Maturation of Granulocytes • Myeloblast is the most immature recognizable cell in the myeloid

Maturation of Granulocytes • Myeloblast is the most immature recognizable cell in the myeloid series • Dispersed chromatin with visible nucleoli • Promyelocyte • Basophilic cytoplasm and azurophilic granules • Give rise to the three known types of granulocytes • Myelocyte • Specific granules appear and increase • Nutrophilic, basophilic and eosinophilic myelocyte • Further condensation of nucleus • Considerable increase in their specific granules • Neutrophilic granulocyte before maturation passes through an intermediate stage where nucleus has curved rod shape (band cell)

Maturation of Lymphocytes & Monocytes • Precursor cells do not contain specific cytoplasmic granules

Maturation of Lymphocytes & Monocytes • Precursor cells do not contain specific cytoplasmic granules or nuclear lobulation • Lymphocytes and monocytes are distinguished on the basis of size, chromatin structure and the presence of nucleoli • As lymphocyte mature • Chromatin becomes more compact • Nucleoli become less visible • Cell decrease in size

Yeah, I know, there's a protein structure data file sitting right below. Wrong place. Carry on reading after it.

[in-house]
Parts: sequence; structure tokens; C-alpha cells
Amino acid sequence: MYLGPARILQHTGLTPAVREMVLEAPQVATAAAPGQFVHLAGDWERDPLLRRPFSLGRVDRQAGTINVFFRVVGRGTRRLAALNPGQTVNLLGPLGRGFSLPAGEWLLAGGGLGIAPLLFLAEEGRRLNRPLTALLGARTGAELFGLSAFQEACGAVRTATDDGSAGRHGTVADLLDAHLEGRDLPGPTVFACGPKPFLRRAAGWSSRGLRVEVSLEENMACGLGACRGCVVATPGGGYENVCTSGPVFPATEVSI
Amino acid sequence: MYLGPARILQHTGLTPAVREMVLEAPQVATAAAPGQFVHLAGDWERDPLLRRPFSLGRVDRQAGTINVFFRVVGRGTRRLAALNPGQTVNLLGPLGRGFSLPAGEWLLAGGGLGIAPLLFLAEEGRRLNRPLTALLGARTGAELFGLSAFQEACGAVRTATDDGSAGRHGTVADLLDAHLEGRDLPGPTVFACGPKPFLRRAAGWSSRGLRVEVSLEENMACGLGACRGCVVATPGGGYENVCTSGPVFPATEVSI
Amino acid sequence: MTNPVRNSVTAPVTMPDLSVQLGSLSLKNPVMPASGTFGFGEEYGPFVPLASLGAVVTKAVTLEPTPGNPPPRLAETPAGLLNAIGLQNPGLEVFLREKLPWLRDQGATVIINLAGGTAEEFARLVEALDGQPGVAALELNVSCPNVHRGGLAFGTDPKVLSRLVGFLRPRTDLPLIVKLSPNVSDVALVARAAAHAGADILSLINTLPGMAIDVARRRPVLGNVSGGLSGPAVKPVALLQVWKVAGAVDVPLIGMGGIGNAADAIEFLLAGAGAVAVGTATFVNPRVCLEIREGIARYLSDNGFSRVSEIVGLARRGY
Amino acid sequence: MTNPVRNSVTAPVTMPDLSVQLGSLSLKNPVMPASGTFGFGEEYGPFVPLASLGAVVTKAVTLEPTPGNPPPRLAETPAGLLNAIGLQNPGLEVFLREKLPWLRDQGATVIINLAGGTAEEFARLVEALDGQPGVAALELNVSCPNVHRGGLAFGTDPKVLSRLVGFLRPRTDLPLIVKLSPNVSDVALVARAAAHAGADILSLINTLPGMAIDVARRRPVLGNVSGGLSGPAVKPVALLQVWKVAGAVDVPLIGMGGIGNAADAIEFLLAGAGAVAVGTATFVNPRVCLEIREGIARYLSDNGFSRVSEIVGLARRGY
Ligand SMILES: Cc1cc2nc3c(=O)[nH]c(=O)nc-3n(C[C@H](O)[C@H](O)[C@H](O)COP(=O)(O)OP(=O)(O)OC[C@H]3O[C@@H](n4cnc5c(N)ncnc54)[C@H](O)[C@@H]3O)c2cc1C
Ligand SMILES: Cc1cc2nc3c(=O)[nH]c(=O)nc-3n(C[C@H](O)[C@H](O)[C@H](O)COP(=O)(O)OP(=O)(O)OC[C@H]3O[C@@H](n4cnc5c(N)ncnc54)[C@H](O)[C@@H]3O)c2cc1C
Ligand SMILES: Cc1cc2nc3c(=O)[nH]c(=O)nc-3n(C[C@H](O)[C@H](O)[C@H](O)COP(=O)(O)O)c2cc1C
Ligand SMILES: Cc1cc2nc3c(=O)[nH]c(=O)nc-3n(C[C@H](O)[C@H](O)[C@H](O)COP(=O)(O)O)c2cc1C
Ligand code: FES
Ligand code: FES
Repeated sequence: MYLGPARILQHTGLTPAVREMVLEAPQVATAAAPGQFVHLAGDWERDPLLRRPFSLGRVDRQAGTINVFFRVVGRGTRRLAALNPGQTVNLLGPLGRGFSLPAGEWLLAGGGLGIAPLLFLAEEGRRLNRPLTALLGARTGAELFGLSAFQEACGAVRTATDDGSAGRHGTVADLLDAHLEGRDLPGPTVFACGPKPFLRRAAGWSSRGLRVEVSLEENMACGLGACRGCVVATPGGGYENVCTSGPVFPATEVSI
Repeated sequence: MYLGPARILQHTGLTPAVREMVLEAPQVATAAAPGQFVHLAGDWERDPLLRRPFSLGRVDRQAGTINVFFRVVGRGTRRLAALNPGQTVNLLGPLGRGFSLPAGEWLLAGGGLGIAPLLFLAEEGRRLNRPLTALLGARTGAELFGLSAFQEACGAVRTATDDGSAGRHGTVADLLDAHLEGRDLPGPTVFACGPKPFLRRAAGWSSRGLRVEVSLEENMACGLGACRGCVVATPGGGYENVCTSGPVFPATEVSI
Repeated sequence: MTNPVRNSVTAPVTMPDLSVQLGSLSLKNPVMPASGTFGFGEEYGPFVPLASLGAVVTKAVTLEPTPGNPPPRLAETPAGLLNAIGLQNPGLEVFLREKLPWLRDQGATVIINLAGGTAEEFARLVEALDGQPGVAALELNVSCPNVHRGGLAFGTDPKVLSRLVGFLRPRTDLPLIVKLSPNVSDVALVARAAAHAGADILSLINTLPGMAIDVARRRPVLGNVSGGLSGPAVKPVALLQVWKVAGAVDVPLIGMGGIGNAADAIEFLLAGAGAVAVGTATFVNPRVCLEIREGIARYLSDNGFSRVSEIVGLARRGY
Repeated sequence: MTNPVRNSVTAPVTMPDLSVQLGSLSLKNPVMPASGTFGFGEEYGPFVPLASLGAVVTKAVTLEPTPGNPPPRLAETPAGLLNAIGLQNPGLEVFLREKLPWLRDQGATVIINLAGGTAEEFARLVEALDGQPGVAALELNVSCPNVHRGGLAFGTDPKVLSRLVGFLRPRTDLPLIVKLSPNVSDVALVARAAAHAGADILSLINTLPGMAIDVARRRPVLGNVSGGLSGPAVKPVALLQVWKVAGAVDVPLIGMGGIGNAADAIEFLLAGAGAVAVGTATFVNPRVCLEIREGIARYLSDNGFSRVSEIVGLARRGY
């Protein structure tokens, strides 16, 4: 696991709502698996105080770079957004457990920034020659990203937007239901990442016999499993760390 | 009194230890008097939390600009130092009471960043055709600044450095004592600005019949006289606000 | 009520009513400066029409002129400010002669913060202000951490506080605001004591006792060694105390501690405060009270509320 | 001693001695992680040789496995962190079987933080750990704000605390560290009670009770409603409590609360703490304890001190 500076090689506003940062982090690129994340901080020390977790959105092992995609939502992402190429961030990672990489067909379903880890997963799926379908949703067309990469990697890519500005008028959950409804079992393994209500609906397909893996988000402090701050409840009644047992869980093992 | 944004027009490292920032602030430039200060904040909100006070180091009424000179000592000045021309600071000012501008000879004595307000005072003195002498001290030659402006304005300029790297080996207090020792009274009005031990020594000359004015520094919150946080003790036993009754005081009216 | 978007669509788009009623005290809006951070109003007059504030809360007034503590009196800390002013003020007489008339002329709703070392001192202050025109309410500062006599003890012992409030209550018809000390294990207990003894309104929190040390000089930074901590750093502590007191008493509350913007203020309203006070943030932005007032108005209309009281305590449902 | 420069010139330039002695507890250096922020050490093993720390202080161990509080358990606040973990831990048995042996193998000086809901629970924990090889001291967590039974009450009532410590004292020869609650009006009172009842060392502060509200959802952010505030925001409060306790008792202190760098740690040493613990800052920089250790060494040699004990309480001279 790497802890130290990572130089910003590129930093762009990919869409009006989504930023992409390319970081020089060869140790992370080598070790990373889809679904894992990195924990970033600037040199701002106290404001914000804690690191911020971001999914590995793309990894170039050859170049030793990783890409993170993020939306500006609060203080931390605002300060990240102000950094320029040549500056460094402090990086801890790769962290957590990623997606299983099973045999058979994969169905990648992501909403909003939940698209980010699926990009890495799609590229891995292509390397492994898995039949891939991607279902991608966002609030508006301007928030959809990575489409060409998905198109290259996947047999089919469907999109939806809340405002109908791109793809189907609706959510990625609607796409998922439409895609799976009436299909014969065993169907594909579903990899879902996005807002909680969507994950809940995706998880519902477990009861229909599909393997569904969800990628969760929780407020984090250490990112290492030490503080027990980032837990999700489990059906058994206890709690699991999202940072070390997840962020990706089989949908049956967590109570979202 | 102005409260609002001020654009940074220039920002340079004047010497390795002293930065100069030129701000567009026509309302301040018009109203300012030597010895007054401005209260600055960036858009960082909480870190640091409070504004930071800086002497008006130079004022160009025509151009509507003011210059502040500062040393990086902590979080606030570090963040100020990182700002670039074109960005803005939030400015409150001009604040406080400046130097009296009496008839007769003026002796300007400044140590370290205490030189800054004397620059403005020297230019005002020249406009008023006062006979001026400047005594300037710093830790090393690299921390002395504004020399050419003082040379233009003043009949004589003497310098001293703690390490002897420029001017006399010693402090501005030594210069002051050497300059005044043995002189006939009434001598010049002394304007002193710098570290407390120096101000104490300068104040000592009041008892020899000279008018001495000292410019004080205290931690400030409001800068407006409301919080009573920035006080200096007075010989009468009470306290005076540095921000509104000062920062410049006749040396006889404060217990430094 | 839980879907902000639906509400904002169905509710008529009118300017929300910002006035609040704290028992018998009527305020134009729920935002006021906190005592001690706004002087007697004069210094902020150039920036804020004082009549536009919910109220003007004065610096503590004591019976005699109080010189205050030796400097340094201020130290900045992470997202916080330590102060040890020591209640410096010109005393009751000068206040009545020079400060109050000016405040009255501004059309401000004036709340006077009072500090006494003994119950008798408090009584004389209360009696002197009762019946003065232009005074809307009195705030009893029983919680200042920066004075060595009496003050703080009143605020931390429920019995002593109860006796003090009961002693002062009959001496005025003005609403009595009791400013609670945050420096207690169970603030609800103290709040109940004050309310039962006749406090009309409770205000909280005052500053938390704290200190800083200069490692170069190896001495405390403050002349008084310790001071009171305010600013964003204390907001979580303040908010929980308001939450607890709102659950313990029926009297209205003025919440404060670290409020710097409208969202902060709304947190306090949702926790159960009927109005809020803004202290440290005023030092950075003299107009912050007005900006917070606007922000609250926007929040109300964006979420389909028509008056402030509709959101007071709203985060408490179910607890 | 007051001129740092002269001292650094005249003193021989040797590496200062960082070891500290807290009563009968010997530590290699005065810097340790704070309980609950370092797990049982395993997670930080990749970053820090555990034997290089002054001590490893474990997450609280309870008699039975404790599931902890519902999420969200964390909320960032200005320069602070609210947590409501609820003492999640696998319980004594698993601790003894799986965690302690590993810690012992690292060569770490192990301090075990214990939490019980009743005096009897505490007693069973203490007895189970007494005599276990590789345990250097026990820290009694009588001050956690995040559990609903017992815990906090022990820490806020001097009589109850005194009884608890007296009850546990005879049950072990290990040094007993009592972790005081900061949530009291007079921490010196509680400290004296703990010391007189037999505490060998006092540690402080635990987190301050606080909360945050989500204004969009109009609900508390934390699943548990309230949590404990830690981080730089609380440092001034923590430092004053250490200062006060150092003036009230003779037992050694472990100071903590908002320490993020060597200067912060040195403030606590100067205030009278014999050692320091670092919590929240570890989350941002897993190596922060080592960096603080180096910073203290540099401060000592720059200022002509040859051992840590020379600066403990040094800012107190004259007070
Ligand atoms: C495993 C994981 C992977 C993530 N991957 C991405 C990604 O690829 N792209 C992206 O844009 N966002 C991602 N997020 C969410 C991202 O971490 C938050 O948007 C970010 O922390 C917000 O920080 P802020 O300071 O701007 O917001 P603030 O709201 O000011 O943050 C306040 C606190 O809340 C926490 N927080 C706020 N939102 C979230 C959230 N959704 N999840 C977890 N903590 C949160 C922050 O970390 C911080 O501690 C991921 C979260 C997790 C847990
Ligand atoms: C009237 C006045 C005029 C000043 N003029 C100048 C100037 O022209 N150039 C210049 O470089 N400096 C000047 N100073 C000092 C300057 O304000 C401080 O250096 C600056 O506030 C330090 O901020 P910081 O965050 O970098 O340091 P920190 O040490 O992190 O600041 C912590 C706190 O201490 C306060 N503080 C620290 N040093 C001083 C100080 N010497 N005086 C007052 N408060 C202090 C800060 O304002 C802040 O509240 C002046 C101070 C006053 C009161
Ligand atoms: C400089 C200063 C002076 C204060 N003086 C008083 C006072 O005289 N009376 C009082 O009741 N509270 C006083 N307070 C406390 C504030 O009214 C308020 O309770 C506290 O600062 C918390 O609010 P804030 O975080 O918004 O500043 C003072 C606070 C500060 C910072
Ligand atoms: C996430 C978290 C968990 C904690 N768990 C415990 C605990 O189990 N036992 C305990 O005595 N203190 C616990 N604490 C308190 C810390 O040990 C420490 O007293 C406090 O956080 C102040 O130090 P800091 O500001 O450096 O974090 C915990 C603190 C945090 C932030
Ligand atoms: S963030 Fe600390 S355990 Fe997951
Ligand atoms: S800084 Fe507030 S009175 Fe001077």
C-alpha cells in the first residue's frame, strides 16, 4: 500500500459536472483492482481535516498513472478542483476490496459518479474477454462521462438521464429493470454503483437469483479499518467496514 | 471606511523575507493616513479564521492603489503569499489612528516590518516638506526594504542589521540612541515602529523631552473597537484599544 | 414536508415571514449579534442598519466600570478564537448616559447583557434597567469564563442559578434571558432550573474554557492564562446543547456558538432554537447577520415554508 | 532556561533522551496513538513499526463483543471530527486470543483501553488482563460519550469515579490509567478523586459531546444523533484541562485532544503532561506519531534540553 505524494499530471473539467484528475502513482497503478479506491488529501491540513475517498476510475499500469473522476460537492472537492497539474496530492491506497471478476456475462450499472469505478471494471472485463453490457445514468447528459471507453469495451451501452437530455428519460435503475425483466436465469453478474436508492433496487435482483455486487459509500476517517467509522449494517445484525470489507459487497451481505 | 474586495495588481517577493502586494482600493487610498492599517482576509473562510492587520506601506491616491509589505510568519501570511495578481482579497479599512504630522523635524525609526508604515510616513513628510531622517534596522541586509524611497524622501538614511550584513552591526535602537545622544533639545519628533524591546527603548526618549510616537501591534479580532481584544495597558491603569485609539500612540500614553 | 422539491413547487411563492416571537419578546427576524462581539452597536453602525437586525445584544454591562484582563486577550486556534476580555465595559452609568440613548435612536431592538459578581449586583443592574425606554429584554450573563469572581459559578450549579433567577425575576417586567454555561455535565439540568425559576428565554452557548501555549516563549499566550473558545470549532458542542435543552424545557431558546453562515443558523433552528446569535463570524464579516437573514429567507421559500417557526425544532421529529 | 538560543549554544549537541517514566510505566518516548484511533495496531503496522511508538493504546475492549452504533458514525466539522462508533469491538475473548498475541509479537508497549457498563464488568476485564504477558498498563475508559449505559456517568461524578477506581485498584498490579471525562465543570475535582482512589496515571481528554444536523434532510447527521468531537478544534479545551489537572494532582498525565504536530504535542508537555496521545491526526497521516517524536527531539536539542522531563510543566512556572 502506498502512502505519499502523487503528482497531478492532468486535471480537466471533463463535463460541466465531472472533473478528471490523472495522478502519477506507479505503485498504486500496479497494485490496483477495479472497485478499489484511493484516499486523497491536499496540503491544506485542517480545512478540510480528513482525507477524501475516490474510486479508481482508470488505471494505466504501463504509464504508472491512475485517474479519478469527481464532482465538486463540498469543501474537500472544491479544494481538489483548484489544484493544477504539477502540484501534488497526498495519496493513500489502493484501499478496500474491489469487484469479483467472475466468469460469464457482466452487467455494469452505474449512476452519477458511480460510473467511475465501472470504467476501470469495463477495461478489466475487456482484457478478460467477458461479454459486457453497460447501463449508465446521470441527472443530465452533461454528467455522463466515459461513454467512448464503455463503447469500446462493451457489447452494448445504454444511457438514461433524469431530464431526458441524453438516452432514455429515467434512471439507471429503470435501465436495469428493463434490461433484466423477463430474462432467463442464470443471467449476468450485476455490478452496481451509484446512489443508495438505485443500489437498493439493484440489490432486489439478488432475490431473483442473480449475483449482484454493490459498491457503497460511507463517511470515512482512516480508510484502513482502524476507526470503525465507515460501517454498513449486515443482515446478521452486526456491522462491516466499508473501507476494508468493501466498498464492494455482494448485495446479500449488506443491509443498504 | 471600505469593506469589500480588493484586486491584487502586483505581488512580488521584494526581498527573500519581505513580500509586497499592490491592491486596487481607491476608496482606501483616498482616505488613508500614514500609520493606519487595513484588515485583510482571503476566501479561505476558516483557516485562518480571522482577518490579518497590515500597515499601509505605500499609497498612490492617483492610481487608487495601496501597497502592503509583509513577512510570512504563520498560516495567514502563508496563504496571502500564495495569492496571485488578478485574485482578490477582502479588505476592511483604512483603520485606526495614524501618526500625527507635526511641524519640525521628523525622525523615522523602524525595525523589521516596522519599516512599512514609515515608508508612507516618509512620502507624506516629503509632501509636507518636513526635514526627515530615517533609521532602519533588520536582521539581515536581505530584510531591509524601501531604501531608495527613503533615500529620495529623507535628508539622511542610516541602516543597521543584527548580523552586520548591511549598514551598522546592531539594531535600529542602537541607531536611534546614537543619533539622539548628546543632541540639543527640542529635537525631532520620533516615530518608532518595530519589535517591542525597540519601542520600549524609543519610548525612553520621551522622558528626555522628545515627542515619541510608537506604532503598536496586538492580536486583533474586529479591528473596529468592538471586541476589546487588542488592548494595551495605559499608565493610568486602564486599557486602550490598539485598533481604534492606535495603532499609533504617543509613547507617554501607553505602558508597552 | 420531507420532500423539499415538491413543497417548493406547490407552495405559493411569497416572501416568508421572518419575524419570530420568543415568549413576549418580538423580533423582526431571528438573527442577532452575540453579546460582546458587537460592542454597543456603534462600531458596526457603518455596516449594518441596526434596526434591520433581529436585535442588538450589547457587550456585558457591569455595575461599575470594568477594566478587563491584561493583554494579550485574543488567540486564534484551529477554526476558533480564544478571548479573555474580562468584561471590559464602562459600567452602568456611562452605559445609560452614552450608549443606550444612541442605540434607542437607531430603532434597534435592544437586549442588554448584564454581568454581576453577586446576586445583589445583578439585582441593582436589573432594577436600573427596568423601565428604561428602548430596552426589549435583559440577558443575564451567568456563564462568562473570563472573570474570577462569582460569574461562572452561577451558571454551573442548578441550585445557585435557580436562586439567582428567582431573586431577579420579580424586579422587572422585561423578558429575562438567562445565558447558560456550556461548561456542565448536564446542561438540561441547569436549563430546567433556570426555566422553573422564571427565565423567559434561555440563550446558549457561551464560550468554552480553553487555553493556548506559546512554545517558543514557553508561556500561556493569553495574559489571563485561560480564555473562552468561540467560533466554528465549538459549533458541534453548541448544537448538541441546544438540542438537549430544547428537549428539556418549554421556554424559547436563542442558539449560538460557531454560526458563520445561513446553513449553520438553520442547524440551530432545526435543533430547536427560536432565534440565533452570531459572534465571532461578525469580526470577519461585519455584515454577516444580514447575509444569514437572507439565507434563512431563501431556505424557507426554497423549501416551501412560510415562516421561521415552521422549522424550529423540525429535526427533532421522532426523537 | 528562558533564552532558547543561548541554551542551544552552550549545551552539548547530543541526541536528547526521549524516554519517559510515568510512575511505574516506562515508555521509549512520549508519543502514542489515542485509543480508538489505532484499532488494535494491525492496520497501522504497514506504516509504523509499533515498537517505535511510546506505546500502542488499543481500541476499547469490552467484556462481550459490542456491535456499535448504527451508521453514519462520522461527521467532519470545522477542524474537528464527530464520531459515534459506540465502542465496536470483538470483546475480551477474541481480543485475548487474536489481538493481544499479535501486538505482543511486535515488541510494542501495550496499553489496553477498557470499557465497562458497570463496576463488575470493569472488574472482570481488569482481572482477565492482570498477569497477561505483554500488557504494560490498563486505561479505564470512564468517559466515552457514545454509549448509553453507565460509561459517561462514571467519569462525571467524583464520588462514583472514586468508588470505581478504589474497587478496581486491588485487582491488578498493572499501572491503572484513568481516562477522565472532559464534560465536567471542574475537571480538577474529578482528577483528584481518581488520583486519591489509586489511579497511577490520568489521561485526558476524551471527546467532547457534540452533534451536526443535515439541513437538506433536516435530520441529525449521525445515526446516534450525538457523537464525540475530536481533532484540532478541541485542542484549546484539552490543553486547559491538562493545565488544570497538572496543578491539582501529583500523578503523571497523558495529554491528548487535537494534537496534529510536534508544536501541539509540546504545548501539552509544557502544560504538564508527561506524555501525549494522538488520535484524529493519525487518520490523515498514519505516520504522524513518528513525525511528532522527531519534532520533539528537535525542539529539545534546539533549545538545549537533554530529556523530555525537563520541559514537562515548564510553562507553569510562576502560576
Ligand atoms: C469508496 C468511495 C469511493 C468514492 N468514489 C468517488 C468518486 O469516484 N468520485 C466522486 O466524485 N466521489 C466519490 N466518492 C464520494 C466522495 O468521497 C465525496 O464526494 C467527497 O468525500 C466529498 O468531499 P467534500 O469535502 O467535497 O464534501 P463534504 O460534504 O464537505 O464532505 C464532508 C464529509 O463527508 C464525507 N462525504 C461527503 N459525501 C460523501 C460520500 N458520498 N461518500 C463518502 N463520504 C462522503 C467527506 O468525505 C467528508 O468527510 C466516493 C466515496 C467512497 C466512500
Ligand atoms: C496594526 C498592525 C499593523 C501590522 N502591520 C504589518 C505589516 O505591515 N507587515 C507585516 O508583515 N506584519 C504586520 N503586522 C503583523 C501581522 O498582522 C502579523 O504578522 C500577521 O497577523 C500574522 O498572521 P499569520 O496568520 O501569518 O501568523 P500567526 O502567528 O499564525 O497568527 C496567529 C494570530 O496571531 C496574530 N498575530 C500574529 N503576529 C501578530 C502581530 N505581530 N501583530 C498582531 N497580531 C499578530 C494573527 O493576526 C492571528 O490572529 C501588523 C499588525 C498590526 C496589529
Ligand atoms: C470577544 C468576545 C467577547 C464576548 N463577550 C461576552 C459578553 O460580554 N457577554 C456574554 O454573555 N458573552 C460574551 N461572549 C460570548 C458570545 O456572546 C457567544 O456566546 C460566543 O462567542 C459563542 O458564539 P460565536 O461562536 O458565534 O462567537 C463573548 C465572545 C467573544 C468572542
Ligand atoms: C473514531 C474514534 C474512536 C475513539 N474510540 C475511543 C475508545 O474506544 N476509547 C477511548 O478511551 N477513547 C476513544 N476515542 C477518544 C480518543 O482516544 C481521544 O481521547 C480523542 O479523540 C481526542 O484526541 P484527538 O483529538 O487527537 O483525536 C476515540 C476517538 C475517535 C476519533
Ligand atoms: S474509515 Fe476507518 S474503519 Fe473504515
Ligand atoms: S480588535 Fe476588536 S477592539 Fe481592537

Lymphocytes • Circulating lymphocytes originate in lymphoid organs • Lymphocyte progenitor cells originate in

Lymphocytes • Circulating lymphocytes originate in lymphoid organs • Lymphocyte progenitor cells originate in the bone marrow • Lymphoblast • First identifiable progenitor of lymphoid cells • Large cells • Polymorphocytes • Smaller and more condensed chromatin

Monocytes • Monoblast • Committed progenitor cell that looks like myeloplast • Promonocyte •

Monocytes • Monoblast • Committed progenitor cell that looks like myeloplast • Promonocyte • • • Large cell (up to 18 µm in diameter) Basophilic cytoplasm Slightly indented nucleus Chromatin is lacy and visible nucleoli Divide twice leading to monocytes • Fine azurophilic granules can be seen in the blood monocyte • Mature monocyte circulate blood for 8 h, then enter the CT and mature into macrophages, which function for several months

Origin of Platelets • Megakaryoblasts • 15‐ 50 µm in diameter • Large ovoid

Origin of Platelets • Megakaryoblasts • 15‐ 50 µm in diameter • Large ovoid or kidney‐shaped nucleus with numerous nucleoli • Cytoplasm is homogenous and intensely basophilic • Megakaryocytes • • Giant cell, 35‐ 150 µm in diameter Irregularly lobulated nucleus Coarse chromatin, no visible nucleoli Cytoplasm contain well developed organelles